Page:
She helped pave this path for me and countless other women in law.
I was ten years old when, in 1993, Ruth Bader Ginsburg was appointed to the United States Supreme Court.
At the time, we had two things in common: we were both about the same height, and we were keen on gender equity.
There, similarities ended. Prior to her appointment, Justice Ginsburg was the legal architect for making sex a protected class under the 14th Amendment’s Equal Protection Clause, ultimately arguing six landmark cases before the United States Supreme Court.
My theater and aims were more modest. After each family dinner at my grandparents’ house, my grandmother would try to make me wash the dishes while letting my brother watch TV or play outside. I’d stand off, arms crossed, hiding my hands in my armpits so she couldn’t shove a dish towel into them. My point to her was simple: “I’ll wash the dishes if my brother washes them, too.”
Almost two decades later, having long outgrown Justice Ginsburg in height (but not stature), we had something new in common: I joined the legal profession. By the time I became a lawyer, RBG was already a legend within legal circles. And her work ethic was just as renowned, rumors spreading among law students and lawyers alike that some nights she would stay in her chambers working until 4 a.m.
I never independently verified those rumors, but I can say this: RBG’s is the story of an indefatigable advocate. Looking back, it seems inevitable that the Constitution’s Equal Protection Clause would include equality of the sexes. But that’s largely because RBG (and the Women’s Rights Project she led for the ACLU) made it so.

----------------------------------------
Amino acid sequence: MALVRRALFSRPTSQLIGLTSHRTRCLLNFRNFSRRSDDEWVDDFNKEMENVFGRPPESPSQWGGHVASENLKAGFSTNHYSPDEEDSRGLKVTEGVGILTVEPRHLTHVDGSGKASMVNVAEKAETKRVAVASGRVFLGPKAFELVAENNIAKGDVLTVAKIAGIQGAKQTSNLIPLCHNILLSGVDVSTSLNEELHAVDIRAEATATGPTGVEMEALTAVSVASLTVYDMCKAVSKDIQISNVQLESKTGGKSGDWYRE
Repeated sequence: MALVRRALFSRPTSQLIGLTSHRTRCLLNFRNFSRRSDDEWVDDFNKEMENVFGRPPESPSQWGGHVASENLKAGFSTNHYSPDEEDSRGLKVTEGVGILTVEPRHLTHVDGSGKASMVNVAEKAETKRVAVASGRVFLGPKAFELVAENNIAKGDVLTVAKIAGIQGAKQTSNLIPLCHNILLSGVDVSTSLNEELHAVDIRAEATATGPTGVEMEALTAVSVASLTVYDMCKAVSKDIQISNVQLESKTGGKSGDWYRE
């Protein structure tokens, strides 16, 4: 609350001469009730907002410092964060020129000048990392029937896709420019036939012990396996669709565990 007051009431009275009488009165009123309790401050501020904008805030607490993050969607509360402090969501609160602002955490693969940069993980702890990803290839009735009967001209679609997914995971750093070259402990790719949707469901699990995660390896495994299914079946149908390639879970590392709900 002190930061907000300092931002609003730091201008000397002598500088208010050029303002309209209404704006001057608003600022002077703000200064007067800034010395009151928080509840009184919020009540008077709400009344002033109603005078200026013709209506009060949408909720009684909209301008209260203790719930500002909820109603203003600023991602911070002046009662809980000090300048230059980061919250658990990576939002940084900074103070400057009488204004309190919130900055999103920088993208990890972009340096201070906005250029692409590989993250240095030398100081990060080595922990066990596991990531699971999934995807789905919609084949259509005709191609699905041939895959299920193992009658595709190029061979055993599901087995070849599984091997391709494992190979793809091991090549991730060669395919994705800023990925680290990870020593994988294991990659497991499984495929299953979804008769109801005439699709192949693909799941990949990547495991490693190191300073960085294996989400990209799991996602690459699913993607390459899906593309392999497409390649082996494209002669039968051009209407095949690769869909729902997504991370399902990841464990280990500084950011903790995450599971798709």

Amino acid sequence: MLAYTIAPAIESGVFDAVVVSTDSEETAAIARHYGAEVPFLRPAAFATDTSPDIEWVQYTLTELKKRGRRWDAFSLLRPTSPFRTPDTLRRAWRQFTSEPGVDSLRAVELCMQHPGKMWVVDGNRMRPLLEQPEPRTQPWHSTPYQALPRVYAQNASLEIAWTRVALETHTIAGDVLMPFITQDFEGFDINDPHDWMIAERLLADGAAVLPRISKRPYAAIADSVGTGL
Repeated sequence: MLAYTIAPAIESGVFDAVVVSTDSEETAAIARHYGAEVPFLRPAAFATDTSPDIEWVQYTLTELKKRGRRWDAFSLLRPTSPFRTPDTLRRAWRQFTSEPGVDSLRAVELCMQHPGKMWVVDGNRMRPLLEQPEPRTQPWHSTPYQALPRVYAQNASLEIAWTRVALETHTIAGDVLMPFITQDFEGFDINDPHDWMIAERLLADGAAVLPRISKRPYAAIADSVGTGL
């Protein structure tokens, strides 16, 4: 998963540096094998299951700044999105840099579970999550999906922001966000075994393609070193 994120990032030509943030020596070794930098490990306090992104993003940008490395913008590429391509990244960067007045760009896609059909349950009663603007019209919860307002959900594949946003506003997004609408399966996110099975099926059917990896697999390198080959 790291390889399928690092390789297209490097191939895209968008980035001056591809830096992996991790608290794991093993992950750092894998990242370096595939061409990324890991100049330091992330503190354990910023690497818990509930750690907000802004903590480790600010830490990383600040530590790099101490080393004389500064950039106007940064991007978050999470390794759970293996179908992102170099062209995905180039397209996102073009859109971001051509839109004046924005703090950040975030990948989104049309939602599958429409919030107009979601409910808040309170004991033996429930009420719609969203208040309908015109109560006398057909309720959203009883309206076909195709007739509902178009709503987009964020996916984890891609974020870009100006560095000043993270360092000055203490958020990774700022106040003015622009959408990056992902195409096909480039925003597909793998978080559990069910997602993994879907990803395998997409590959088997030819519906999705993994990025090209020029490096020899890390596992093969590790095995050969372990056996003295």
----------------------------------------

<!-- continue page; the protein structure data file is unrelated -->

In taking up the cause of sex discrimination in the 1970s (back before “sex discrimnation” was even a term), Justice Ginsburg was pragmatic. She cut intractable societal issues into bite-size legal pieces that she patiently fed to an audience reluctant to see sex discrimination as harmful. She started by successfully challenging an Idaho law that explicitly preferred men to serve as estate executors over women because women supposedly lacked the knack for business (Reed v. Reed, 1971). She also targeted a Social Security provision that assumed wives were not the primary breadwinners (Weinberger v. Weisenfeld, 1975). She patiently built on each win.
Justice Ginsburg took the long view and knew who she worked so hard for. One federal judge, having attended the same event as Justice Ginsburg at the Kennedy Center in 2016, observed to me that the famously reserved public figure nodded politely to adults milling about at intermission, but lit up in warm welcome when introduced to an adolescent girl shyly extending a hand.
I see Justice Ginsburg’s hand in my own career. When I graduated from law school, I received multiple job offers from New York law firms of the same ilk that had refused to extend to her any position when she started out five decades earlier. She helped pave this path for me and countless other women in law while having to survey, dig, and lay the asphalt for her own way.
Even now, she continues to trailblaze. Today, Justice Ginsburg lies in repose on the Supreme Court steps. On Friday, she will be the first woman to lie in state on Capitol Hill. Her loss reminds us to nevertheless persist.
This article was written by Lauren Kapsky, a technology lawyer based in San Francisco, CA.